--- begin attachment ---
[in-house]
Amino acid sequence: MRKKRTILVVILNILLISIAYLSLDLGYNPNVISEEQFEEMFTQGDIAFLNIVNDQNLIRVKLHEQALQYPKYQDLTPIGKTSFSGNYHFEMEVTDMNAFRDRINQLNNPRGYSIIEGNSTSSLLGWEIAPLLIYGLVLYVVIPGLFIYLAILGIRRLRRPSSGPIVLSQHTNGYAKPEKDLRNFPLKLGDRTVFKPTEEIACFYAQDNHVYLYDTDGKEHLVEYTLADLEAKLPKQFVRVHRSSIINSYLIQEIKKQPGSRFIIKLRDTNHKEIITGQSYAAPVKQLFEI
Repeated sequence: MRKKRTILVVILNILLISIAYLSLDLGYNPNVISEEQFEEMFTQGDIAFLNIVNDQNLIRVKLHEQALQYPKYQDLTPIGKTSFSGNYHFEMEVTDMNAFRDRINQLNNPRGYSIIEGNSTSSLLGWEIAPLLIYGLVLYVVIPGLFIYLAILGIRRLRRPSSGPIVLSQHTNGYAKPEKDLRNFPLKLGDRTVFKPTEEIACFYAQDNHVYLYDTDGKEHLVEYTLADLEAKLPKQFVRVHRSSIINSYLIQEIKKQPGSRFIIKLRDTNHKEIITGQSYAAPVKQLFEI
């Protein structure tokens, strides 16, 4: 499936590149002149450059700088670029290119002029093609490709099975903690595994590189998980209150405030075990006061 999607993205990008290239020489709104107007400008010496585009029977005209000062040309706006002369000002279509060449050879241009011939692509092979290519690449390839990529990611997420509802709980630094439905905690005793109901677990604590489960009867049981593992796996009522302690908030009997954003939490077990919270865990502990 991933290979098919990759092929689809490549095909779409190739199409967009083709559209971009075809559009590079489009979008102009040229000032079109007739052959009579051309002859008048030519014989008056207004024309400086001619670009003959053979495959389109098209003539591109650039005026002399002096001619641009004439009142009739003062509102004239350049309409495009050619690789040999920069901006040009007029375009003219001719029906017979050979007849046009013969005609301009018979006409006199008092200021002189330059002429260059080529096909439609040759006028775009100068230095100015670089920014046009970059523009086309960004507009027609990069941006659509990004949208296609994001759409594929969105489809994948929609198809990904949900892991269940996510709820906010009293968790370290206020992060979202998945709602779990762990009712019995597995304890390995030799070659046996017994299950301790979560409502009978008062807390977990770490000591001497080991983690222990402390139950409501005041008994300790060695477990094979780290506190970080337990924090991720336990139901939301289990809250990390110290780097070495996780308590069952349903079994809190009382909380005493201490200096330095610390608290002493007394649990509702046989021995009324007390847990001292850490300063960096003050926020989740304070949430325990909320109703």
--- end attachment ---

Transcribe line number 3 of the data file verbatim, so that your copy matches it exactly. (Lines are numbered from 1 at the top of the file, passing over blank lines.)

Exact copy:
Repeated sequence: MRKKRTILVVILNILLISIAYLSLDLGYNPNVISEEQFEEMFTQGDIAFLNIVNDQNLIRVKLHEQALQYPKYQDLTPIGKTSFSGNYHFEMEVTDMNAFRDRINQLNNPRGYSIIEGNSTSSLLGWEIAPLLIYGLVLYVVIPGLFIYLAILGIRRLRRPSSGPIVLSQHTNGYAKPEKDLRNFPLKLGDRTVFKPTEEIACFYAQDNHVYLYDTDGKEHLVEYTLADLEAKLPKQFVRVHRSSIINSYLIQEIKKQPGSRFIIKLRDTNHKEIITGQSYAAPVKQLFEI